Figure. Incidence of different intra-abdominal hypertension (IAH) categories.
Balogh ZJ, Martin A, van Wessem KP, King KL, Mackay P, Havill K. Mission to Eliminate Postinjury Abdominal Compartment Syndrome. Arch Surg. 2011;146(8):938–943. doi:10.1001/archsurg.2011.73
Author Affiliations: Department of Traumatology (Drs Balogh, Martin, and van Wessem, Ms King, and Mr Mackay); and the Intensive Care Unit, John Hunter Hospital and University of Newcastle, Newcastle, Australia (Dr Havill).
Objectives To determine the current incidence of postinjury abdominal compartment syndrome (ACS), the effect of intra-abdominal hypertension (IAH) on trauma outcomes, and the independent predictors of postinjury IAH.
Design Prospective cohort study.
Setting University-affiliated level 1 trauma center.
Patients Eighty-one consecutive shock/trauma patients admitted to the intensive care unit (mean [SD] values: age, 41  years; 70% male; injury severity score, 29 ; base deficit, 6 [0.5] mmol/L; lactate level, 29.73 [4.5] mg/dL; transfusions of packed red blood cells, 5 [0.5] U in first 24 hours; mortality rate, 2.5%; and multiple organ failure [MOF], 6%) had second hourly intra-abdominal pressure (IAP) monitoring.
Main Outcome Measures Intensive care unit length of stay, ACS, IAH, MOF, mortality.
Results The mean (SD) IAP was 14 (1) mm Hg. No patients developed ACS. Sixty-one patients (75%) had sustained IAH. Both patients with IAH and those without had similar demographics and injury severity. Patients with IAH had worse metabolic acidosis (P = .02), received more crystalloids (P = .03), and underwent laparotomy more frequently (P = .005). One patient with IAH and one without died. MOF occurred in 1 patient without IAH (5%) vs 4 with IAH (7%). The mean (SD) intensive care unit length of stay was 11 (3) days in patients without IAH vs 8 (1) days in those with IAH. Intra-abdominal hypertension was poorly predictive of MOF (odds ratio, 1.17; 95% confidence interval, 0.96-1.43; P = .13). Of the 30 variables in multiple logistic regression analysis, only base deficit, laparotomy, and emergency department crystalloids were identified as weak predictors of IAP greater than 12 mm Hg. No predictors were found for the clinically more relevant IAP greater than 15 mm Hg and IAP greater than 18 mm Hg.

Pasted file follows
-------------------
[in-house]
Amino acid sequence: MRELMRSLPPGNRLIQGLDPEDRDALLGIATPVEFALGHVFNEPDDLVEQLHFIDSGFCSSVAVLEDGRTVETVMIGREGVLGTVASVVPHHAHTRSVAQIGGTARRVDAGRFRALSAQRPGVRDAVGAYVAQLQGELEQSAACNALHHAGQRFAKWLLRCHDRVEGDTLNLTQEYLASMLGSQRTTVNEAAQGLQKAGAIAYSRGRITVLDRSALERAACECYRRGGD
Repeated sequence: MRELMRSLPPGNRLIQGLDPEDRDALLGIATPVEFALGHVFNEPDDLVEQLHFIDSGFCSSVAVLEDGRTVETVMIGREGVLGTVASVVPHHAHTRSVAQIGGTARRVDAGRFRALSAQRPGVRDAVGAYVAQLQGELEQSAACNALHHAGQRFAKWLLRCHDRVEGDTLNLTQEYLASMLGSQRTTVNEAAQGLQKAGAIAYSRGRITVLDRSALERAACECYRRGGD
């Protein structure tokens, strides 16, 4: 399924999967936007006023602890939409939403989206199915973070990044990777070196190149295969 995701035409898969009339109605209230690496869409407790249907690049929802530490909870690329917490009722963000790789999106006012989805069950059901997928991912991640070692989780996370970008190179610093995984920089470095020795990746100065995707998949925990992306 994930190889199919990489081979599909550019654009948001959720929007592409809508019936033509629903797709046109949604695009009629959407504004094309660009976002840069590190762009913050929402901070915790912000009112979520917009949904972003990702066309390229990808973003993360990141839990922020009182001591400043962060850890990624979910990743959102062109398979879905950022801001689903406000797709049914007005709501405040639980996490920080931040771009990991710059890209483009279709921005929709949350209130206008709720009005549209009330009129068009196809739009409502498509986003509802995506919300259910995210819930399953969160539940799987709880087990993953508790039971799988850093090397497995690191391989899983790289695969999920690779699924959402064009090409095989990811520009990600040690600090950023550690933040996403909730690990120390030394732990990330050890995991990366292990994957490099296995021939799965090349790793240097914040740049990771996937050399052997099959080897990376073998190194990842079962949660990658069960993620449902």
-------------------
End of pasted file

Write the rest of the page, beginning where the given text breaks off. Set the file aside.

Conclusions Most of the severe shock/trauma patients developed sustained IAH. Based on univariate and multivariate analyses, there was no difference in outcomes between the trauma patients with IAH and those without. Multiple logistic regression analysis failed to show IAH as a predictor of MOF. The attenuation of the deadly ACS to a less deleterious IAH could be considered a success of the last decade in trauma and critical care.
Postinjury abdominal compartment syndrome (ACS) was originally described as severe abdominal distension with raised peak airway pressures, carbon dioxide retention, and oliguria culminating in unplanned re-exploration following damage-control1- 6 laparotomy. The seminal publications on ACS reported high mortality and incidence of multiple organ failure (MOF), with considerable intensive care resource use.7- 13 Owing to recent advances in trauma and critical care (hemostatic resuscitation, open abdomen strategy, and advanced wound management options), the incidence and mortality rate of postinjury ACS is declining.14- 16 Abdominal compartment syndrome in nontrauma populations (medical, mixed intensive care unit [ICU] populations) has always been less frequent but epidemiological studies of these populations have included intra-abdominal hypertension (IAH) as a predictor of poor outcome.17,18 The clinical relevance of sub-ACS IAH (elevated intra-abdominal pressure without organ dysfunction) in the shock/trauma population is largely unknown. We hypothesized that postinjury IAH is associated with poor outcome and is a predictor of MOF and death. The specific aims of this study were to determine (1) the incidence of IAH and ACS in the same high-risk population in which the predictors were originally described; (2) the effects of IAH on postinjury outcomes; and (3) the potential independent predictors of postinjury IAH.